How not to build a green economy
In London today the Chancellor put the inevitable positive spin on the flat GDP figures, telling us, “the economy’s growing”. But in Derby on Saturday a different story was told: up to 10,000 people marched in support of the Bombardier train workers, fighting to save the 1,400 jobs threatened by the Transport Minister’s decision to award a £1.5bn contract to Siemens. In our book, train making is part and parcel of the green economy, the low carbon growth alternative that is a casualty of coalition industrial policy mismanagement: train-making, solar power, homes insulation: the list is growing.
On homes insulation, 700 workers at Eaga lost their jobs earlier this year when funding for the Warm Front scheme for energy efficiency was cut by two-thirds and will end in 2013. It will be the first time in over 30 years the UK has been without a publicly funded energy efficiency programme. Its replacement, the private finance Green Deal, has been delayed. With the decline in the construction industry, commentators suggest there is a real danger that the fragile economic recovery will seriously undermine the skills base required for the Green Deal.
On solar power, DECC Ministers announced in March 70% cut in the feed-in tariffs for large scale solar power systems, over throwing the business plans of 350 solar companies. Many were already in difficulty following a destabilising and messy tariff review process. Thousands of jobs are at stake in this sector, whose early potential depends fundamentally on financial and legislative framework that only government can provide.
As the REA said, “The handling of this whole affair has been poor. Larger-scale PV has been demonised, when it is the most cost-effective approach. Midway through this decade we’re expecting its cost to be on a par with offshore wind.”
Speaking at the Derby rally, Unite’s assistant general secretary, Diana Holland, told the crowd: “This is a wake-up call for the government. It’s time to face facts and admit excluding Bombardier from the Thameslink contract is disastrous.” RMT General Secretary Bob Crow shared the platform with Bombardier’s UK chair, Colin Walton.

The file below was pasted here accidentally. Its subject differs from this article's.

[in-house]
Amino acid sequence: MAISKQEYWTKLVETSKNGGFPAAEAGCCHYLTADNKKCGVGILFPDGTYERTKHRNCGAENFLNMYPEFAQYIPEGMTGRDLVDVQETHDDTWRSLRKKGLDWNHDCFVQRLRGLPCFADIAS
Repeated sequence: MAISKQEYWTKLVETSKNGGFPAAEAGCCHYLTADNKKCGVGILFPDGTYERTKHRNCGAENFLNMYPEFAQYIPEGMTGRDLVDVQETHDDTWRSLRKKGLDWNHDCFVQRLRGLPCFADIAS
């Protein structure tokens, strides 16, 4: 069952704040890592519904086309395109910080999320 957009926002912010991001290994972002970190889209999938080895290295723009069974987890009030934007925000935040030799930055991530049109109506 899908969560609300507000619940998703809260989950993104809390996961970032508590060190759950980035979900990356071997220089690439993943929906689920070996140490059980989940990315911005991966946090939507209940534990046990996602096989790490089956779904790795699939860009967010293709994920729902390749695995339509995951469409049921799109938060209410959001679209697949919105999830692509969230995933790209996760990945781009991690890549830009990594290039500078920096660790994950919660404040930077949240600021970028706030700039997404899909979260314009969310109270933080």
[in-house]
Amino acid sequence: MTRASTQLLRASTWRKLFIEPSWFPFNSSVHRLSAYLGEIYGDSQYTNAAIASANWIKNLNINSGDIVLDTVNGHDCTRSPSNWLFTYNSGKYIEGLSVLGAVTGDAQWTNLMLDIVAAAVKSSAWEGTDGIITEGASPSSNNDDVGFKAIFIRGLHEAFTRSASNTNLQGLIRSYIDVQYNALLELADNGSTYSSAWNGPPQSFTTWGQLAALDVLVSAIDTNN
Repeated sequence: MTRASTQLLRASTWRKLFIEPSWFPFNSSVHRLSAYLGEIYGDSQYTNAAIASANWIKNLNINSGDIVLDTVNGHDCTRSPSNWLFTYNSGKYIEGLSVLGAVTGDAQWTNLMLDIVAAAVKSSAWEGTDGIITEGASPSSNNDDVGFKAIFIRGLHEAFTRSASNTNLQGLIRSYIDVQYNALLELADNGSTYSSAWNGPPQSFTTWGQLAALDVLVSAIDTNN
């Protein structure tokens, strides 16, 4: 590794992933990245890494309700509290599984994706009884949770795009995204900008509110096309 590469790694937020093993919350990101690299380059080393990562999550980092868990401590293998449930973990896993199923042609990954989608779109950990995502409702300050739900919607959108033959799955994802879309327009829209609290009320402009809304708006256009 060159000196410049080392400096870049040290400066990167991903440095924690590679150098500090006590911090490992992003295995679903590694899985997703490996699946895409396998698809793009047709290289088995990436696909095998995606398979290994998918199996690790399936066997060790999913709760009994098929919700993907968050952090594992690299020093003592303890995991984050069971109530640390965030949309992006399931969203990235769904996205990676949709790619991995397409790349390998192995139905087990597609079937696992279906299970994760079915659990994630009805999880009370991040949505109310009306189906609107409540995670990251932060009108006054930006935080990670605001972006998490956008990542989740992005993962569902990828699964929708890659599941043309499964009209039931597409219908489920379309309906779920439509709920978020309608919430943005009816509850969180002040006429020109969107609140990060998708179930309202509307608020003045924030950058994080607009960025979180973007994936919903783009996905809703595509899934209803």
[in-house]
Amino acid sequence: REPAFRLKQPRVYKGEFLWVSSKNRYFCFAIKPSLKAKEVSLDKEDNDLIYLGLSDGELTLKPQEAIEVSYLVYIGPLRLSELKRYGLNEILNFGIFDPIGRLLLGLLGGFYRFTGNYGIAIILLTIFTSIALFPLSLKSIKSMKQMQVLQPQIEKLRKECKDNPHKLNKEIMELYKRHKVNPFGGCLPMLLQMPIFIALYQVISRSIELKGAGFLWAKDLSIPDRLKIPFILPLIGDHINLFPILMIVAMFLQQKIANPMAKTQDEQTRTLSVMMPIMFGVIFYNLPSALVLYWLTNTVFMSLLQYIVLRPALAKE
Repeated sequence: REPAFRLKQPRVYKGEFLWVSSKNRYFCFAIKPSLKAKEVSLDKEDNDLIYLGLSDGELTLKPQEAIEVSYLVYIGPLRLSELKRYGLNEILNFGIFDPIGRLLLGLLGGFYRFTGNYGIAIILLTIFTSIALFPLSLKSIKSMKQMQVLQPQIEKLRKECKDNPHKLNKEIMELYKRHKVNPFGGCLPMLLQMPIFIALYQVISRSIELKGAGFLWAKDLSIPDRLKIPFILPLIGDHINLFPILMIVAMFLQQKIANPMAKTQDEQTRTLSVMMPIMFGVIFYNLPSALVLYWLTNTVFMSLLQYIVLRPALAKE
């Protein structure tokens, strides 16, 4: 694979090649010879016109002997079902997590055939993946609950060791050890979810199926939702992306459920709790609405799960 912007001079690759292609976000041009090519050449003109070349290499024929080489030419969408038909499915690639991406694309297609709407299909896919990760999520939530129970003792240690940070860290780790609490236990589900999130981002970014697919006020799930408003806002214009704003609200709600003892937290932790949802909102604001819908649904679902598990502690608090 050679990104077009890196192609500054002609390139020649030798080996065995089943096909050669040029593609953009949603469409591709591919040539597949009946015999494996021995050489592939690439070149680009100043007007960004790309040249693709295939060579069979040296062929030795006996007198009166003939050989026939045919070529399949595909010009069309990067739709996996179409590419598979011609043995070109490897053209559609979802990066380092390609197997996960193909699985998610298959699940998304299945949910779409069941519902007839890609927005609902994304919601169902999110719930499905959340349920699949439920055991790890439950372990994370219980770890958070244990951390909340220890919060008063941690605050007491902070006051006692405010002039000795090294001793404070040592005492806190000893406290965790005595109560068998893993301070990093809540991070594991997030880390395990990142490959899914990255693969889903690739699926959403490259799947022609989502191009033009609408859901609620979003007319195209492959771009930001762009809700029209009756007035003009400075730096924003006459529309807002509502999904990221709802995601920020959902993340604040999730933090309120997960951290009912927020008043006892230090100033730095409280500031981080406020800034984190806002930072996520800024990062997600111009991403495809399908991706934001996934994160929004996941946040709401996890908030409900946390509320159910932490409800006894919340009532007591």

Four months ago David Cameron brought his “march of the makers” to Derby in a morale-boosting exercise for Britain’s blue-collar sector. Now Bombardier, the last remaining train maker in the UK, has announced plans to cut nearly half its workforce (cutting 1,429 staff: 446 full-time and 983 agency employees).
Last week, a report from Manchester University’s centre for research in socio-cultural change argued that it made “economic sense” to award the deal to Bombardier once benefits – including retaining local employment and skills, the tax revenues derived from British employment and the indirect effect on the rail engineering supply chain – are all considered. That evidence needs to be taken into account. But the Bombardier contract is not in the public domain because it has suited successive governments to have public procurement without the necessary public disclosure of contract terms and disclosure of the differences between each bid.
If civil servants were instructed, they could begin to construct a public choice argument about industrial policy which engaged with the specifics of the sectoral cases and the national economy. They could do this by introducing three relevant factors: first, the lost tax revenue from choosing a non-British factory; second, the British private sector’s inability to create extra jobs; third, employment in the upstream supply chain.
Here’s the question that the MU researchers ask: In the UK who is it that actually believes that the decision to award the contract to Siemens was a good idea?